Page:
Epson PowerLite Home 10+ LCD Projector
It's quite impressive what $1,300 will get you nowadays. In many ways, the Home 10+ looks the most like a home theater projector of those in our Face Off. The smooth, pearlescent case looks a lot like a Chiclet on steroids, and this was the only projector with a dedicated component video input, in addition to RGB.
My favorite feature was lost on the other participants: a cubby in the back of the case that holds the remote when you aren't using it. I felt this would prevent me from losing the remote all the time, but some of the reviewers disagreed. In fact, each of them wrote that they thought they'd lose the tiny remote completely. Well, I thought it was a cool idea, anyway.
The Home 10+'s most surprising feature at this price point is its adjustable iris. There are four settings (inaccurately named "color modes"), but the iris basically has two positions. In its darker modes (theater and theater black), the black level was better than that of the BenQ. In its brighter modes (living room and dynamic), the black level was terrible, but the projector was brighter than either of the others. There are no gray-scale adjustments (only three preset color-temperature modes), and the living room and dynamic modes are far off the D6500 standard. Unless you're trying to compete with ambient light, stick with the theater black mode (which is also quieter and provides longer bulb life).
The Home 10+ was the only projector in the Face Off with a native 16:9 aspect ratio; so, of course, there was no light spill above or below the screen. The well-built case held in almost all extraneous light. Although the specs indicate that this projector had the lowest resolution (854 by 480), the 16:9 window we used on the winning projector's 800-by-600 DLP panel was only 800 by 449. Even so, Scott remarked that there was an obvious screen-door effect with the Home 10+. The reviewers were sitting about three times the picture height from the screen. At about 3.5 picture heights, the pixel structure was almost unnoticeable. (The same was true for the lower-resolution winner.) Keep this in mind during setup.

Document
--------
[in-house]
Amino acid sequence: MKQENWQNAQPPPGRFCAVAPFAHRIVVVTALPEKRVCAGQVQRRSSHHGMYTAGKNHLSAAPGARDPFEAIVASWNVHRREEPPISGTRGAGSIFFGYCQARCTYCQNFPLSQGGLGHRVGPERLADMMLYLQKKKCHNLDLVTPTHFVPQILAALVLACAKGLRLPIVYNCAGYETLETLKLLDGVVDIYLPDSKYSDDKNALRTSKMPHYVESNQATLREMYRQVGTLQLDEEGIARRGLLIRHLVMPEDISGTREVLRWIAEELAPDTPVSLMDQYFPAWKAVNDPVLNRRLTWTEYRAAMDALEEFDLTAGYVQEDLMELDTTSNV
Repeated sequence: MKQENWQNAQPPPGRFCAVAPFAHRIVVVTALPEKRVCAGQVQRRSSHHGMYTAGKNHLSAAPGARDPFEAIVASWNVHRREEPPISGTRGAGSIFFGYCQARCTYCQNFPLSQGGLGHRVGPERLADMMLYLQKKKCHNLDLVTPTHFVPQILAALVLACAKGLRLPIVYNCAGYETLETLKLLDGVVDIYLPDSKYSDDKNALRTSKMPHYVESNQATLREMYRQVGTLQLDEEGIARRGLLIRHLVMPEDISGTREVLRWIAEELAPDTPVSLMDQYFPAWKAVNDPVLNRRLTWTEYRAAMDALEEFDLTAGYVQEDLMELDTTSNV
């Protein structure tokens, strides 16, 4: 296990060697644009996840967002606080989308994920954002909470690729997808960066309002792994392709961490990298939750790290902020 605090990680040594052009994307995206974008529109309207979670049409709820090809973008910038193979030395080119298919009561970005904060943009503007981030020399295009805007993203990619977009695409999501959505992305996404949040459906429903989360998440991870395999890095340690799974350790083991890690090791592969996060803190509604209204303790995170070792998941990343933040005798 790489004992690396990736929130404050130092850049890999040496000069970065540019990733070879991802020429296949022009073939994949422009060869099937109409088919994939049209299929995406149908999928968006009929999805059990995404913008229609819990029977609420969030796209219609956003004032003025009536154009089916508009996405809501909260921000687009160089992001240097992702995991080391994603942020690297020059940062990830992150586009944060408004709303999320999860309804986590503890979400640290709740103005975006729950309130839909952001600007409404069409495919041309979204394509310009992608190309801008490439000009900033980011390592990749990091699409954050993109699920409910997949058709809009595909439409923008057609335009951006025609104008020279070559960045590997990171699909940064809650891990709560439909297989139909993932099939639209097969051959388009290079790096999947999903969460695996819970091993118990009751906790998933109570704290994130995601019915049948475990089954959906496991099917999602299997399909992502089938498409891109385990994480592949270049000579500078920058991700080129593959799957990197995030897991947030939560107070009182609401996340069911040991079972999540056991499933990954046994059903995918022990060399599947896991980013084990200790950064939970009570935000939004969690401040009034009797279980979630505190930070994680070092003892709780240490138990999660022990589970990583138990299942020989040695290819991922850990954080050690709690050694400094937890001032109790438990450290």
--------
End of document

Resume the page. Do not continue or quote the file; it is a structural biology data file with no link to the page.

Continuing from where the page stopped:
The Home 10+'s color got mixed reviews. Scott thought that fleshtones looked a little pink and greens looked a little yellow. Amy liked the reds and thought the fish tank in The Fifth Element looked especially vibrant.
The Home 10+ did the worst in the Gladiator test scene, creating jagged edges and stairstepping galore. When I sent it a progressive image, though, it cleaned right up. Given the low price of progressive-scan DVD players these days, consider getting one (if you don't already own one) to use with this projector.
Most LCD projectors have a problem with black level and shadow detail, and the Home 10+ was no different. Its overall black level was significantly lower than the BenQ's, but shadow detail in the "Montage of Images" and Master and Commander clips was somewhat messy.
Everyone thought that the projector looked better with the HD source than with DVD material, although Adrienne felt that it still looked somewhat softer and grainier than the winning projector. This goes to show that, even if a display lacks the ability to show a source's full resolution, feeding that display the best possible source will have a positive effect on the image.
For the money, this projector does an excellent job of giving you a big-screen image for small-TV prices. It's attractive, has a decent black level, and provides an iris to adjust that level. It can't be calibrated (it's the only one in this test that couldn't), but it isn't that far off the D6500 standard out of the box. As long as you take its resolution into account when you're choosing screen size and seating position, the Home 10+ would work well in most homes. At the very least, it's certainly our value winner.
• Beautiful case
• Adjustable iris
• Internal remote holder